In my brokenness, I hear the Spirit whisper: BREATHE. BE STILL. SURRENDER. When I do, each time I do (because let’s face it I’m a multiple times a day arms crossed, foot tapping, obstinate girl), I feel my defiant spirit softening. I feel my unrest settling. I feel my fear receding. I feel His strength propping me up. I feel His peace filling every inch of me. He reminds me: my hope is secure.
In the stillness...I remember:
His Will...my protection
His Word...my armor
His Grace...my abundance
His Spirit...my helper
His sacrifice...my salvation
In my weakness, His power is made perfect. I remember the words of a dear friend...Jesus is not just a life vest; He controls the waves. I know with Christ, I have more than I will ever deserve. So, I will trust.
As I face this uncontrollable circumstance filled with uncertainty, I can choose to drown in my fear and self-pity or I can rise by delighting in your sufficient grace. So God, I thank you. I am simply overwhelmed by your goodness and desire to be near. You have protected me, strengthened me, and provided precisely what I’ve needed to take the next step in this journey, one I truly don’t want to take. You have given my spirit peace in the waiting. Evidence that you hold me in the palm of your hand. This morning I wrote Psalm 139 on my hand. To remind me of your faithfulness, goodness, and steadfast love when I feel uncertain and unsteady. I know just as you have carried me to this moment, you will continue to carry my broken, battered body. I know EVEN IF the worse news comes, you’ve got me and all those I love.
Please God bless all those that have covered me in prayer and showered me with such love that despair withered. Please stay near to Chris and our children while they wait. Please bless Lisa and thank you for having her, one of my prayer warriors, in the OR with me managing my anesthesia so my husband and children can have a bit more peace.
Thank you for your steadfast love...I will trust.
3 surgeries in 5 months. After a journey, I never anticipated traveling and one I am blessed to come out on the other side with more time with Jesus, more time to share the goodness of God, and more time to love and be loved, my thought: what precious treasure is found in the midst of trial. So many lasting gifts from God to be thankful for, but two that stand out. The first treasure was time in stillness. As a mom to four--a Martha through and through--this trial forced me into stillness. Forced stillness of waiting endlessly in doctors’ offices and weeks (that turned into weeks and weeks) of being confined to bed rest (some obnoxious healing complications). In that forced stillness, I sat at His feet, immersed myself in His Word like I’ve never done before. The more I sank into His Word, the more it filled me to overflowing. The more I realized the beauty of the simple truth: God’s Word is living. His Word breathes light and life into the darkest and deepest pits. His Word edifies as it comforts. It convicts and it transforms. I don’t know what God has planned for me, but I know these past months were a gift to teach me to surrender more fully and cling more desperately, a gift to remind me when God is the greatest desire of my heart it is well with my soul. A gift that every “what if” can be used for good and for His glory. The second treasure: this past year taught me with Jesus I have all the abundance I will ever need and far more than I deserve. That time not sharing Jesus is time wasted. I want, with all that is within me, to bless the Lord with my life. I want to burn with passion for Christ. I want every moment I am given in this fallen world...wrapped in my brokenness...to be used for His glory: because of who He is, all that he gives, and all that He did through Jesus.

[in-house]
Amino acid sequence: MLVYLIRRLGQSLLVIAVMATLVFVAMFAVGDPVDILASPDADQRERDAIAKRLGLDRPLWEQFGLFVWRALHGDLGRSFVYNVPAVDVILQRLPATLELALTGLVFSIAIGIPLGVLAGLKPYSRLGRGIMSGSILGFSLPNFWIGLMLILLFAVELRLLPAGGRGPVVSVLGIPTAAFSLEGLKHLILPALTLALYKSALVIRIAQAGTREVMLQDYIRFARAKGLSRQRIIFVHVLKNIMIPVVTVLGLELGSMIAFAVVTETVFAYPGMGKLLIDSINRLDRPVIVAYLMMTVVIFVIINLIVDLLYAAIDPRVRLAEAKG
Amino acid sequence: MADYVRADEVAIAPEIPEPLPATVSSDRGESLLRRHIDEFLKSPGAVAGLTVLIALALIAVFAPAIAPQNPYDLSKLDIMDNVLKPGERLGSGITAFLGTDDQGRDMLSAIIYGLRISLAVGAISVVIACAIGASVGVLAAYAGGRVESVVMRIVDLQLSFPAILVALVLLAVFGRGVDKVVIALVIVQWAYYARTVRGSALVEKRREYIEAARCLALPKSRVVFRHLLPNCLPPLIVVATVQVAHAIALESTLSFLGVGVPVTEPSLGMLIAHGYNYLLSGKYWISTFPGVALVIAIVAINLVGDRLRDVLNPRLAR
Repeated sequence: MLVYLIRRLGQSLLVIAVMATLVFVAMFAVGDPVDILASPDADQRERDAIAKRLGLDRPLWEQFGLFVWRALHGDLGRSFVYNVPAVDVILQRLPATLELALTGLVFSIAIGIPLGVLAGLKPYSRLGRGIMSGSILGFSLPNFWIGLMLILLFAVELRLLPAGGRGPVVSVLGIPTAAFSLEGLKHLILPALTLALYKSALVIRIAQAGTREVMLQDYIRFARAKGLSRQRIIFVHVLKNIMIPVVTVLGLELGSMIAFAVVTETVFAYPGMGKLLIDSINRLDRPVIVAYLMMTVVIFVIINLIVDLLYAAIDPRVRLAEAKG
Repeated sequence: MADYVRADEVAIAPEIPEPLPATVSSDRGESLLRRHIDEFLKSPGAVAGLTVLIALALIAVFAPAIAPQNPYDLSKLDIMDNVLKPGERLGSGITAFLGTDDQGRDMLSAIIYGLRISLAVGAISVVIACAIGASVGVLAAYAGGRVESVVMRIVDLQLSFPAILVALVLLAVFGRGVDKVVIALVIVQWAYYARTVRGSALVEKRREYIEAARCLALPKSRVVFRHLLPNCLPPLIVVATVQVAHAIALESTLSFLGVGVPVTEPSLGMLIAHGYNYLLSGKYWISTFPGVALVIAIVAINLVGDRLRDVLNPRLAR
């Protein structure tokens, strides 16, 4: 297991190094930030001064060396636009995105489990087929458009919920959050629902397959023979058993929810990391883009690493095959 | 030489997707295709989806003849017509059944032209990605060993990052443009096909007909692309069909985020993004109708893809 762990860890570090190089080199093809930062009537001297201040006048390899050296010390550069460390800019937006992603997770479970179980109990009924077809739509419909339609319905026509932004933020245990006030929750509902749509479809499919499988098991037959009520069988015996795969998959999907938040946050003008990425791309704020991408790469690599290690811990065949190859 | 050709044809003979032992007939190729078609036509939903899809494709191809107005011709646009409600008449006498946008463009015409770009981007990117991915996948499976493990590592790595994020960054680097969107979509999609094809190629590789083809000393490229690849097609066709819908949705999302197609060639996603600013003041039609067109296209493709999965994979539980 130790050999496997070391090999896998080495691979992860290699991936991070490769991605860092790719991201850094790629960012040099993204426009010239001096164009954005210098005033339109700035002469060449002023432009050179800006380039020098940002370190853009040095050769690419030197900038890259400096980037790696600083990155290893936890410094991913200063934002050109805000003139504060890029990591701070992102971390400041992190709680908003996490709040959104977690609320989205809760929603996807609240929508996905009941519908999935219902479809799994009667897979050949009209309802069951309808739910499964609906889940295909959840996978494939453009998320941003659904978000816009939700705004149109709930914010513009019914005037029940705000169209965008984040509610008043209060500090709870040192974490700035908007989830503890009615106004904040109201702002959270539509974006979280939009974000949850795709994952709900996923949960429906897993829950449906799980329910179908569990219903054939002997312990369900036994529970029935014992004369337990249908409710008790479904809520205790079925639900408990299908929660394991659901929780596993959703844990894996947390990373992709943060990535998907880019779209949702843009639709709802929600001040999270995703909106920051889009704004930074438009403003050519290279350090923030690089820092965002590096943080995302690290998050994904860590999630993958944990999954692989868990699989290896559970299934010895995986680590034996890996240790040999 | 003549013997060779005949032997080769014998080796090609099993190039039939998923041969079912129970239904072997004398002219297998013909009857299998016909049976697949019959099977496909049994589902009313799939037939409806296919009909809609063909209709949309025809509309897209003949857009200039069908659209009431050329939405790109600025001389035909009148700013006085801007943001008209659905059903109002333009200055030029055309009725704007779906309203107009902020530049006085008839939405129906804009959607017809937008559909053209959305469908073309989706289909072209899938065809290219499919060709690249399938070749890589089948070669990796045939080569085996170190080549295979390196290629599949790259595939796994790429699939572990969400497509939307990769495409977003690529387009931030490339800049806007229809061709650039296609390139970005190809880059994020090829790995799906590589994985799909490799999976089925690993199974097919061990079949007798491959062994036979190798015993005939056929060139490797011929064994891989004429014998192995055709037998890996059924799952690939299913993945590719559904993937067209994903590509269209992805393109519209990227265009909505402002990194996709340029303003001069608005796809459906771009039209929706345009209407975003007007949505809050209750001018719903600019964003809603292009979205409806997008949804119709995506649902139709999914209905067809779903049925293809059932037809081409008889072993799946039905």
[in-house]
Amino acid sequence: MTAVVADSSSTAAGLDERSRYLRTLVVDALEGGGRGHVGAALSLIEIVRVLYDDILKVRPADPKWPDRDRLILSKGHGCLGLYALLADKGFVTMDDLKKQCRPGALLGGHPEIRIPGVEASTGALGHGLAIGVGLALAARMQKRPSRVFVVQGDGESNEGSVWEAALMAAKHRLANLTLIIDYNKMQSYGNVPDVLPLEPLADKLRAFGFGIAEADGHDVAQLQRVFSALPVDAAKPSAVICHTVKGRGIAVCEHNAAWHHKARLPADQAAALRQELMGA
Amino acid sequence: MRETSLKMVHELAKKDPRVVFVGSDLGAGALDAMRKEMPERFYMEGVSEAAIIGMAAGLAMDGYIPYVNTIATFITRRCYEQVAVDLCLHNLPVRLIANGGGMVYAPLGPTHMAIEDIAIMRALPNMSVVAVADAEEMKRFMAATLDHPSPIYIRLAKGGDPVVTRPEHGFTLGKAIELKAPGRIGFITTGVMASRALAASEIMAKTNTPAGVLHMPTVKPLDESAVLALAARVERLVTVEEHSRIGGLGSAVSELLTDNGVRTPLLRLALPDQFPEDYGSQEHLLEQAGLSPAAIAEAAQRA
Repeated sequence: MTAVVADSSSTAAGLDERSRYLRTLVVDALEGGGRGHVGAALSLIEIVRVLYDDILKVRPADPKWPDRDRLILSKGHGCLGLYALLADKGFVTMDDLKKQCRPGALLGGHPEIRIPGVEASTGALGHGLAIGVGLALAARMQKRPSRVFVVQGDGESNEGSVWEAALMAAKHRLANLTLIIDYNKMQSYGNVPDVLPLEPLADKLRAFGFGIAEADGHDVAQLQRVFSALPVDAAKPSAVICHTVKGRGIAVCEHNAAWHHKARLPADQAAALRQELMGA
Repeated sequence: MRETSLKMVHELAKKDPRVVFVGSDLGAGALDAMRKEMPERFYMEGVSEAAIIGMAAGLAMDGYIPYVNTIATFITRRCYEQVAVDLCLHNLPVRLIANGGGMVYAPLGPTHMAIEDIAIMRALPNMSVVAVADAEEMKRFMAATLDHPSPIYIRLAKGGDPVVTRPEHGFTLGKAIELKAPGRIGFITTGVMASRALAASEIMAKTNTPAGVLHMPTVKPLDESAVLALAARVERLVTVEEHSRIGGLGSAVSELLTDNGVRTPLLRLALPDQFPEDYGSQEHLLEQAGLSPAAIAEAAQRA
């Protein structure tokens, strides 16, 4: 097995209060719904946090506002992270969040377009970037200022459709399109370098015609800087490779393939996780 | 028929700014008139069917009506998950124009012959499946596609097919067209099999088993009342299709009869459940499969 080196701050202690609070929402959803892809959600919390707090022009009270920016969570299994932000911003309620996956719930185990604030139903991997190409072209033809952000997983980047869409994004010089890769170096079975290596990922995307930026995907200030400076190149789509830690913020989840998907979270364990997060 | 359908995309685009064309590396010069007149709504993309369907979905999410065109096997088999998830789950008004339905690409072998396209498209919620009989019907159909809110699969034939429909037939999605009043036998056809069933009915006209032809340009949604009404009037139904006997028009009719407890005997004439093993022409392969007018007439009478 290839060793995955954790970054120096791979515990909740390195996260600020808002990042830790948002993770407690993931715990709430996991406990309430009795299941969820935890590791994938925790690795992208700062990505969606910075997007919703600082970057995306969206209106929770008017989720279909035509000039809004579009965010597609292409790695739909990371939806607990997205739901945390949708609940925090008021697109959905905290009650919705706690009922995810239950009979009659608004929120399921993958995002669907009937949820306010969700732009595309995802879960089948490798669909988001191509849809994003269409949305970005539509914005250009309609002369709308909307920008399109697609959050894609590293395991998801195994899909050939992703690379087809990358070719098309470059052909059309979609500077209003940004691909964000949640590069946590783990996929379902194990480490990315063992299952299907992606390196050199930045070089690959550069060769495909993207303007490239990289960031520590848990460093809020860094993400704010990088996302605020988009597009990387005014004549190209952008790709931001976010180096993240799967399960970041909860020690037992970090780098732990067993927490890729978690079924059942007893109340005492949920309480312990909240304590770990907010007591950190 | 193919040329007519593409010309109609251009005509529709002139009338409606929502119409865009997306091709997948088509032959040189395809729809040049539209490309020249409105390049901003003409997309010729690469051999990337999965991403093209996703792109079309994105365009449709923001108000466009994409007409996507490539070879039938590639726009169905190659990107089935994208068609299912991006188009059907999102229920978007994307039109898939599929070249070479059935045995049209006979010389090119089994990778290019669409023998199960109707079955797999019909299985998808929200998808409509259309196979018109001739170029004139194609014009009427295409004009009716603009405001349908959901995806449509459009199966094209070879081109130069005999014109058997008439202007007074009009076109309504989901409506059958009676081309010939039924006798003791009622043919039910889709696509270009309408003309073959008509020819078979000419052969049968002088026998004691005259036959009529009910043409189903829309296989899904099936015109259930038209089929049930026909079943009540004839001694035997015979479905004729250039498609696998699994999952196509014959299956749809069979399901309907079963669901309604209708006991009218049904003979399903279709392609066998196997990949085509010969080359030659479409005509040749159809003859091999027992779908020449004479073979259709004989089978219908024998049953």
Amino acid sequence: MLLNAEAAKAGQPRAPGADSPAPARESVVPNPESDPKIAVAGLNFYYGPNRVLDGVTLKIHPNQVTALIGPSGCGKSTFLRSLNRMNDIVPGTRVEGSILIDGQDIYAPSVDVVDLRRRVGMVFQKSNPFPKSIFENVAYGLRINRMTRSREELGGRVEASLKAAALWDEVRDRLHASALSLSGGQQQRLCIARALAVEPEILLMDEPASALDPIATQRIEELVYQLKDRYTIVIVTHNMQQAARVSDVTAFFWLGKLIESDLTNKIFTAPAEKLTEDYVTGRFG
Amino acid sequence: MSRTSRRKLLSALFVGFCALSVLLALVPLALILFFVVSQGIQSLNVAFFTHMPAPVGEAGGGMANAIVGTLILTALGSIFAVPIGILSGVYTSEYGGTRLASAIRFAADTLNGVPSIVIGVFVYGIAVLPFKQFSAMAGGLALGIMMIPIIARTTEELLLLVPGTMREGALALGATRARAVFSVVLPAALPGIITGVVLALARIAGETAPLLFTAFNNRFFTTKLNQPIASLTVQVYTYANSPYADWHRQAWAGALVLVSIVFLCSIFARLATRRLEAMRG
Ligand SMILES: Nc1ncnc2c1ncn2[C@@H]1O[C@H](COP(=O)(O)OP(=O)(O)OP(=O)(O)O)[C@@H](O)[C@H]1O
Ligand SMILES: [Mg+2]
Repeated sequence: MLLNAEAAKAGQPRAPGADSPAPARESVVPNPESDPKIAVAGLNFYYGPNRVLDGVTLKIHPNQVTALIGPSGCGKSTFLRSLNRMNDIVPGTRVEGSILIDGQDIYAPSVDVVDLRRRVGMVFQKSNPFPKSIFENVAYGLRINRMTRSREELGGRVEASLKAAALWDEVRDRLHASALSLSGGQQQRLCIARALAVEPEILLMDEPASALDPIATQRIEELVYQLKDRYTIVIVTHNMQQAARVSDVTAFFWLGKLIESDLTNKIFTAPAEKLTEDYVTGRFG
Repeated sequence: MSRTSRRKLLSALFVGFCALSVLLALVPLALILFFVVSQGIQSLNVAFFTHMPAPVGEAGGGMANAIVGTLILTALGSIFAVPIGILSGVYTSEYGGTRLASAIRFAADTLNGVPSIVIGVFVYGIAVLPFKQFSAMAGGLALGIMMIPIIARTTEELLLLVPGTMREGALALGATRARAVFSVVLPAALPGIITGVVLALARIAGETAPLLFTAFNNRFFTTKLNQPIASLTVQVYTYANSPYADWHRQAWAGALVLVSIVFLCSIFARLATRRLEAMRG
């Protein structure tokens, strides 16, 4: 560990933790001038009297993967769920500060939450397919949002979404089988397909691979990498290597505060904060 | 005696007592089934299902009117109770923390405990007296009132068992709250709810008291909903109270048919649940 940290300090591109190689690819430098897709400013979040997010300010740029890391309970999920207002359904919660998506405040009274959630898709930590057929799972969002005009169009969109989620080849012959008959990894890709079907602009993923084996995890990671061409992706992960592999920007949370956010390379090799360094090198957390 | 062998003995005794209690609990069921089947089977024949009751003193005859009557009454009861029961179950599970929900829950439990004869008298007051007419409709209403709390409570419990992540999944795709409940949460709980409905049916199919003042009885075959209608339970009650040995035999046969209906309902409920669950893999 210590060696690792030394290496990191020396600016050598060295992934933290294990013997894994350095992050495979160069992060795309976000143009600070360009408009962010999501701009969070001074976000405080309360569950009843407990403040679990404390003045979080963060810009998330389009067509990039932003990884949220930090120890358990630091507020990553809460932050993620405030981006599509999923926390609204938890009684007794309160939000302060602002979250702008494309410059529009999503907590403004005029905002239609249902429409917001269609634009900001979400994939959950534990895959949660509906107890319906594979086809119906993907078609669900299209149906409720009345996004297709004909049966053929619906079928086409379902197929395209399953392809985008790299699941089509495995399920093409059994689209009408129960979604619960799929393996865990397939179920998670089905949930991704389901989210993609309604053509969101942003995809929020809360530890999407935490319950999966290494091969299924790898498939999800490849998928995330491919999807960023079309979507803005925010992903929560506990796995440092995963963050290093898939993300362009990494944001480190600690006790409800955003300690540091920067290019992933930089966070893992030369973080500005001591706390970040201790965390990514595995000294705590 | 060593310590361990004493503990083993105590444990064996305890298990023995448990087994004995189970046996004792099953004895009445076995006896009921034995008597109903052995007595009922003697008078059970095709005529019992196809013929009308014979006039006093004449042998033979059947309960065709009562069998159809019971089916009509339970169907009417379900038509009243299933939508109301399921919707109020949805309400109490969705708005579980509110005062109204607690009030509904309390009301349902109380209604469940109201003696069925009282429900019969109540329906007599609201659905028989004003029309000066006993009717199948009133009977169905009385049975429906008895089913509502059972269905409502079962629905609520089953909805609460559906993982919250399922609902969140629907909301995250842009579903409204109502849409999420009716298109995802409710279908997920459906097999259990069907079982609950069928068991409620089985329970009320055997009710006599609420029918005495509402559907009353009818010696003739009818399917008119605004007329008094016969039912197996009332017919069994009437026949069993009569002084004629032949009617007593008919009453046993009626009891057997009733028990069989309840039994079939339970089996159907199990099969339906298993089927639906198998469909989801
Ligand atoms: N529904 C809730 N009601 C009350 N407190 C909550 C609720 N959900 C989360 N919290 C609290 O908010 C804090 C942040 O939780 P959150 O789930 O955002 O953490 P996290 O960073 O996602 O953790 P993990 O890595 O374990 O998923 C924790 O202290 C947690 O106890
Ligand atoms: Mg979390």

My breast cancer journey ignited my faith in ways I never imagined possible. But, then again: